A: I didn’t take piano lessons until middle school, but I seem to have always had toy keyboards as a child. I used to teach myself songs from books and off of the radio. By the end of eighth grade, things really started to “click” for me and I think I knew then that I wanted to play piano professionally some day. Thankfully, I had good teachers: Rose Reed, Sue Lavigne, Lee Shaw and Dr. Gary Busch at Potsdam. I think I barely got into to Crane as a pianist. I worked really hard my senior year of high school to get my classical chops together. Once I was there, I worked hard at playing jazz and classical and learned a lot. When I went to Boston, I kept a pretty intense practice schedule; I think that’s when I started to sound like a real pianist. I’ve been influenced by lots of great pianists from many styles: Bill Evans, Keith Jarrett, Oscar Peterson, Chick Corea, Glenn Gould, Eddie Palmieri, and Bebo Valdes are some of my favorites. I draw a lot of influence from non-pianists as well. My favorite musicians of all time are Tito Puente, Astor Piazzolla, Ravi Shankar and Miles Davis.
Q: In addition to Sensemaya, you’ve also played in straight-ahead bands like Keith Pray’s Big Soul Ensemble and Joe Barna’s Sketches of Influence. What do you get from playing in those bands that you don’t get from Sensemaya, and vice versa?
A: The difference in those bands is in a word, swing. I love playing clave-based rhythms, but I also like to swing hard. In the Big Soul Ensemble and Sketches of Influence, I have the opportunity to play with Lou Smaldone on bass. Lou has a joyous swing that makes everything I play feel right. For me, swing and Latin are two sides of the same coin. They both have an African polyrhythmic element that leads to musical conversations among the parts. It’s really fun to play the same jazz tunes over either groove… or even funk or samba. The Keith Pray big band is a special experience. There is nothing quite like a good big band. I love the idea of seventeen musicians working together to bring to life a composition full of thoughtful orchestration and improvisation. What’s missing on those jazz gigs is the authentic Latin grooves. Most straight-ahead jazz bands play jazz-Latin; Sensemaya plays Latin-jazz. There’s a difference.
Q: How did Sensemaya come about, and what were the growing pains like?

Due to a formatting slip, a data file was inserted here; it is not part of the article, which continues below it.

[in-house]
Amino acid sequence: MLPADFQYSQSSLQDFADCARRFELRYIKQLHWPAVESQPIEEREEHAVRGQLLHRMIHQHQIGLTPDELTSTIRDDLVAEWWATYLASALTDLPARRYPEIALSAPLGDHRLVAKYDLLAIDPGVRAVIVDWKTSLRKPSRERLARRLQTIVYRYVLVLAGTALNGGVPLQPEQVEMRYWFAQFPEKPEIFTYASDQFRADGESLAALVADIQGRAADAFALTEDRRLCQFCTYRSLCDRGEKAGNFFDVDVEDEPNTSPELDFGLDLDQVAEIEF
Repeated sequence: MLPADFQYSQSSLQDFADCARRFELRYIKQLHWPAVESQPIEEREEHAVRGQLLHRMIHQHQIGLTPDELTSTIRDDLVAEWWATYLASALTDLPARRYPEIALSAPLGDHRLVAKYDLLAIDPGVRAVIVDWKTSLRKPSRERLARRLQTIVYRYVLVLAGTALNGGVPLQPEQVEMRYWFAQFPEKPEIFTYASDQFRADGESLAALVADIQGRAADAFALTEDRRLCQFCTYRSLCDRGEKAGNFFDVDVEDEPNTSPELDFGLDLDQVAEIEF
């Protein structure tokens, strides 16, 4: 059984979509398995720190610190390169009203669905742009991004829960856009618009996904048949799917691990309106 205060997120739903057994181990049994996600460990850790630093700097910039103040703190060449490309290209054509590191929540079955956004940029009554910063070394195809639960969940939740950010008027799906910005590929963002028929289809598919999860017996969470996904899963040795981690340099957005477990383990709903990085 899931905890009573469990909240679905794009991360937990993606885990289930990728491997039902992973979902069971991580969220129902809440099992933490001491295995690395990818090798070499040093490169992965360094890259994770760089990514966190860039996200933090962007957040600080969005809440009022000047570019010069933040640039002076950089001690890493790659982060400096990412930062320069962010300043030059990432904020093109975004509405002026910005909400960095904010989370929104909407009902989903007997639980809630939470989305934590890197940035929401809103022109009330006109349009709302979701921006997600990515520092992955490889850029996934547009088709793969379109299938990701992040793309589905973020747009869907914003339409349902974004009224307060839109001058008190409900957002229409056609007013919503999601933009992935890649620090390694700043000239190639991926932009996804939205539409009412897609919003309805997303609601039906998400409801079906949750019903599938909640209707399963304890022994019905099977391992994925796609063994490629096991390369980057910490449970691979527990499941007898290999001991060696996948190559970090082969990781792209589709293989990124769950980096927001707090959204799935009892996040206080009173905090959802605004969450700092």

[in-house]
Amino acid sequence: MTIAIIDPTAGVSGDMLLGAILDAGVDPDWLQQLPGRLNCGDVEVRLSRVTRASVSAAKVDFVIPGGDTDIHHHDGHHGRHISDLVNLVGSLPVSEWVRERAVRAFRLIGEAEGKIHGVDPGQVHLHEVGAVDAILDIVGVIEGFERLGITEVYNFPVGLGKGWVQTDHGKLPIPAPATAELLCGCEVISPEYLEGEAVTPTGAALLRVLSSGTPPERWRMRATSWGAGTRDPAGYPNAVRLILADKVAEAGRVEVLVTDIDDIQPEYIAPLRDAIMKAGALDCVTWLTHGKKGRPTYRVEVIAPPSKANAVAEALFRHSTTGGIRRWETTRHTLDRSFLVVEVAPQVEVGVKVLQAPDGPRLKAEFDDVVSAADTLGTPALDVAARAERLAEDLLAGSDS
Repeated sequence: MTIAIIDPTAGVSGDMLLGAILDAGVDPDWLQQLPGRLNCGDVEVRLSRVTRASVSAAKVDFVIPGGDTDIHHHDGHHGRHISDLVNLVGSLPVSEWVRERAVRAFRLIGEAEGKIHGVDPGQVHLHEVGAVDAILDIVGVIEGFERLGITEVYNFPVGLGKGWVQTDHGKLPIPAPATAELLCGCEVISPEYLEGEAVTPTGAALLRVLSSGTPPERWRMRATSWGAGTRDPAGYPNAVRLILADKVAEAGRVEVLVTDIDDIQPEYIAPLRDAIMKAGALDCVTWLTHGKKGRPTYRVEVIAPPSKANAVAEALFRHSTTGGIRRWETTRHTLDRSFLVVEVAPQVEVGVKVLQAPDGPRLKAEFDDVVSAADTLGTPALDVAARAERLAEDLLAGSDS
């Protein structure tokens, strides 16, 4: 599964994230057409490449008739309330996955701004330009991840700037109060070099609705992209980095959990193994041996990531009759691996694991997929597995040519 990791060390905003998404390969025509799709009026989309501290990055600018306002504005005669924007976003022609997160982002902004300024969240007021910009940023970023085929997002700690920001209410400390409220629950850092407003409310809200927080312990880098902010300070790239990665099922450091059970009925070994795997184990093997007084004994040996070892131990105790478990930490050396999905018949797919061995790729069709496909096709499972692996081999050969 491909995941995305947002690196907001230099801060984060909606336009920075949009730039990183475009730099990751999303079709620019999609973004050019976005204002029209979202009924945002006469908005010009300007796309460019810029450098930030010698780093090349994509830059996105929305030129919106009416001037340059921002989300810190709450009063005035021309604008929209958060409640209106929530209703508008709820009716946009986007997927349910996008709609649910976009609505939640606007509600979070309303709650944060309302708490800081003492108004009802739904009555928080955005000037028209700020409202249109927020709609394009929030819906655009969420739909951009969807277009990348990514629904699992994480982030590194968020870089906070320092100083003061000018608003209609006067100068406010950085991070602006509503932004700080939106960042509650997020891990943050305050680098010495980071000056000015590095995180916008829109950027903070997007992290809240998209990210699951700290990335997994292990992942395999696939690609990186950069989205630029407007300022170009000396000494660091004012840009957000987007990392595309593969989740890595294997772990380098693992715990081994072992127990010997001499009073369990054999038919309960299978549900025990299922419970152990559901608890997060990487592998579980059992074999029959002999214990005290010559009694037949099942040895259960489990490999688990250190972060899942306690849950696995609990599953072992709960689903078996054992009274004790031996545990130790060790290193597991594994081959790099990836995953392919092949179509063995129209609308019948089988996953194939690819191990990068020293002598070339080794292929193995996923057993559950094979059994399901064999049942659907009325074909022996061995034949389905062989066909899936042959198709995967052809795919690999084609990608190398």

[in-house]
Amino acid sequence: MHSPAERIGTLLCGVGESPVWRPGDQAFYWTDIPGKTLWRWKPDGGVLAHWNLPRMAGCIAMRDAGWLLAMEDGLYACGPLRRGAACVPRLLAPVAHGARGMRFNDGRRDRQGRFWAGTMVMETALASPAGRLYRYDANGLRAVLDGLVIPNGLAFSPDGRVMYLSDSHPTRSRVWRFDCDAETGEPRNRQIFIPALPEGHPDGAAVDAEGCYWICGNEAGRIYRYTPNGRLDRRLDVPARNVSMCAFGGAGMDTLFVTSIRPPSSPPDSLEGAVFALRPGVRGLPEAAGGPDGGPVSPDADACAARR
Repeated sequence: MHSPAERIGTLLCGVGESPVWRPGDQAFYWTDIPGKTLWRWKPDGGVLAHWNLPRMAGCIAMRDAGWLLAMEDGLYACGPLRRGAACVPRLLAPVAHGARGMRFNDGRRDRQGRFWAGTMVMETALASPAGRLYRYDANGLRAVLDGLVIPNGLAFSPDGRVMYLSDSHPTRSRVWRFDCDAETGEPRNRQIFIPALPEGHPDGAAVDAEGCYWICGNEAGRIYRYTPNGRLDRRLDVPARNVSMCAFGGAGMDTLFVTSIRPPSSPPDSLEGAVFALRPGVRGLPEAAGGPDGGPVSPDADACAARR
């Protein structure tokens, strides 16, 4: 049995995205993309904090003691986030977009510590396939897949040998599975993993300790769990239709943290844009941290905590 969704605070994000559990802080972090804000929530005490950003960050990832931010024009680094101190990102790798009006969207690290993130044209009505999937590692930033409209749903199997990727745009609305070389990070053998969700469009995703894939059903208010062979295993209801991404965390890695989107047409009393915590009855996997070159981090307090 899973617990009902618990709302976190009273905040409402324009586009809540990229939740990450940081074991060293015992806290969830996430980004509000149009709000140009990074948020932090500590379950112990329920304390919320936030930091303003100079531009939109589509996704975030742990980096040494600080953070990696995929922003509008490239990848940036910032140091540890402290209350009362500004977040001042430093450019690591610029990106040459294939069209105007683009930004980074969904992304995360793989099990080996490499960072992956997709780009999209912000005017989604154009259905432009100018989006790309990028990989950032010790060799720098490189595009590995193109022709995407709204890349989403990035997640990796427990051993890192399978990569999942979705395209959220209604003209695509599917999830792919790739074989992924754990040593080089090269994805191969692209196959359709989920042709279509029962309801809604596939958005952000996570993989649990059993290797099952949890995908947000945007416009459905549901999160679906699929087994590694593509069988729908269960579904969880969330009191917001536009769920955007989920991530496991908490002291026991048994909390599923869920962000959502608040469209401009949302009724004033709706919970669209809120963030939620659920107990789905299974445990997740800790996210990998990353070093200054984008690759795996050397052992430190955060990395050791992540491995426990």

A: When I moved to Troy from Boston in 2003, I wanted to keep playing Latin jazz. At that time, there were no bands to join up with, so I started my own. Initially, I called up Ryan Lukas, Tim Williams and Ben Acrish. We all went to Potsdam together, and played in a jam band called Mojive. Come to think of it, Mojive was a major influence on Sensemaya. It had the same instrumentation and had a hybrid style that sometimes included Afro-pop and Latin feels. Pete Sweeney and I had played together in the Joey Thomas Band, and I met Walter Ramos when I was researching Puerto Rican folk music. I did some initial arrangements, and we recorded a demo at Cotton Hill. We got some good gigs pretty quickly and played the local jazz spots. Eventually, we were playing Justin’s and Chameleon on the Lake every week.
At some point, Walter shifted from congas to vocals and Tony Garcia Jr. joined up on congas. With Tony came his father Tony Garcia Sr. on bongos. At the same time, we brought in Erik Johnson as a frequent sub. During that time, we had the opportunity to play many of the regional festivals and concert series. Eventually, Ryan and Ben Acrish moved away from the Capital Region. That was a bit of a growing pain for us, but now we’ve recovered a permanent line-up again. Over the years we all delved deeply into the different Latin styles, and our concept grew together. There has definitely been a shift from mostly instrumental to mostly vocal tunes, as well as a growing focus on timba.
Q: It took five years for Sensemaya to record their first disc “Shake It,” and then only a year to come with “Havana Before Dawn.” Did the new music come together that fast, or did you guys just decide after “Shake It,” “Hey, that was fun, let’s do another one”?